Quick Answer: You need to get a sales tax permit in Washington if you have a physical presence or meet economic nexus requirements. Read on for more detailed information.
What is Sales Tax Nexus Anyway?
Your business owes sales tax in any state where it has “sales tax nexus”. In short, if you have sales tax nexus you need to get a sales tax permit in order to collect and remit sales tax. If you don’t have sales tax nexus, you generally don’t need to get a permit.
Sales tax nexus is a legal term that means you have crossed a threshold and now have a sales tax collection responsibility in the state. Nexus can be created by having a physical presence, economic presence, or by other factors. Nexus rules vary by state and retailers have specific nexus rules based on where they have people, property or inventory.
What Should You Do Once You Determine You Have Sales Tax Nexus?
Once you determine that you have sales tax nexus in Washington, your next step is to register for a sales tax permit in the state. Check out our blog post on getting a sales tax permit in Washington or more information about that process.
Common Ways to Have Sales Tax Nexus in Washington
1. Economic nexus in Washington
If you made $100,000 of sales in Washington in the current or prior calendar year, then you are required to register for, collect, and pay sales tax to the state. If you meet this threshold, it does not matter if you have a physical presence in Washington. Nexus has been created based on your volume of sales.
For more information, see the registration requirements for out-of-state businesses.
If you need help determining which states you have crossed economic nexus thresholds, check out our Sales Tax Starter Kit service.
2. Physical presence nexus in Washington
The following creates physical presence nexus in Washington. If you have any of the following in Washington, you need to get a sales tax permit:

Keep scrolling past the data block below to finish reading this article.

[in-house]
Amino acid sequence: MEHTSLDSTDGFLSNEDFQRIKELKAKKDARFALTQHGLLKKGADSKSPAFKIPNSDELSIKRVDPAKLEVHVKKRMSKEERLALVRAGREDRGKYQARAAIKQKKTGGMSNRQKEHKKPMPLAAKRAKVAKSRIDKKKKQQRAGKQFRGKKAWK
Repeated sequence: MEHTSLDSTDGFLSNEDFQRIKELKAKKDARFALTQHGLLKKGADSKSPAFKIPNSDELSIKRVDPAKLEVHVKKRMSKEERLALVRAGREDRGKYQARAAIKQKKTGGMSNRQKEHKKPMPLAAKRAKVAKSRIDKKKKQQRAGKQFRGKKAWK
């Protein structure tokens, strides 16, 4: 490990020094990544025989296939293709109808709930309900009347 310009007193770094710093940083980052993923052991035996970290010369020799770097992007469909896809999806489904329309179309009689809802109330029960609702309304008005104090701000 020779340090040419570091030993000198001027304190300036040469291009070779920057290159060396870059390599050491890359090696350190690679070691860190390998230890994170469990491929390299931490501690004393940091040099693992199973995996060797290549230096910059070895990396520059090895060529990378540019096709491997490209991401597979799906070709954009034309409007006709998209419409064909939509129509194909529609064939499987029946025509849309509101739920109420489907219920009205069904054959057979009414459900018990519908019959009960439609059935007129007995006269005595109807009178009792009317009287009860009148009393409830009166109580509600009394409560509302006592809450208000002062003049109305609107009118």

- An employee working in the state
- Property in the state
- A stock of goods in Washington, including inventory held by a marketplace facilitator or another third party representative
- Renting or leasing tangible personal property in Washington
- An agent or third-party representative engaging in activities that are significantly associated with establishing or maintaining a market in the state
- Soliciting sales in Washington through employees or other representatives
- Installing or assembling goods in Washington, either by employees or other representatives
- Constructing, installing, repairing, or maintaining real property or tangible personal property in Washington, either by employees or other representatives
- Providing services in Washington, such as accepting returns or providing product training, either by employees or other representatives
- Delivering goods into Washington other than by mail or common carrier, including using the seller’s own vehicles
- Having an exhibit at a trade show to maintain or establish a market in the state (except for as provided in the Special Notice titled Trade Convention Exception from Nexus for Retail Sales)
For more information, please see WA DOR Physical Presence Nexus.
If you need help determining which states you have a physical presence in, check out our Sales Tax Starter Kit service.
Do You Need a Sales Tax Permit in Washington If You Only Sell on Marketplaces?
If you are an out-of-state online retailer who ONLY sells on approved marketplaces (such as Amazon, eBay, etc), Washington sales tax will be remitted by the marketplace on your behalf. However, you are still required to get a sales tax permit in the state. Washington has a Business and Occupation tax (B&O) in addition to sales tax. B&O tax is paid by the business, not the customers, based on the total sales in the state. The current retail B&O rate as of the publishing of this blog is 0.471% or just under one-half percent. There is a credit against B&O tax for small business sellers of up to $850.00.
For more information about this please see WA DOR Marketplace Sellers.
If you are an e-commerce seller who is unsure of where you need to get a sales tax permit, feel free to check out our Sales Tax Starter Kit service.
Disclaimer: Nothing on this page should be considered tax or legal advice. Information provided on this page is general in nature and is provided without warranty.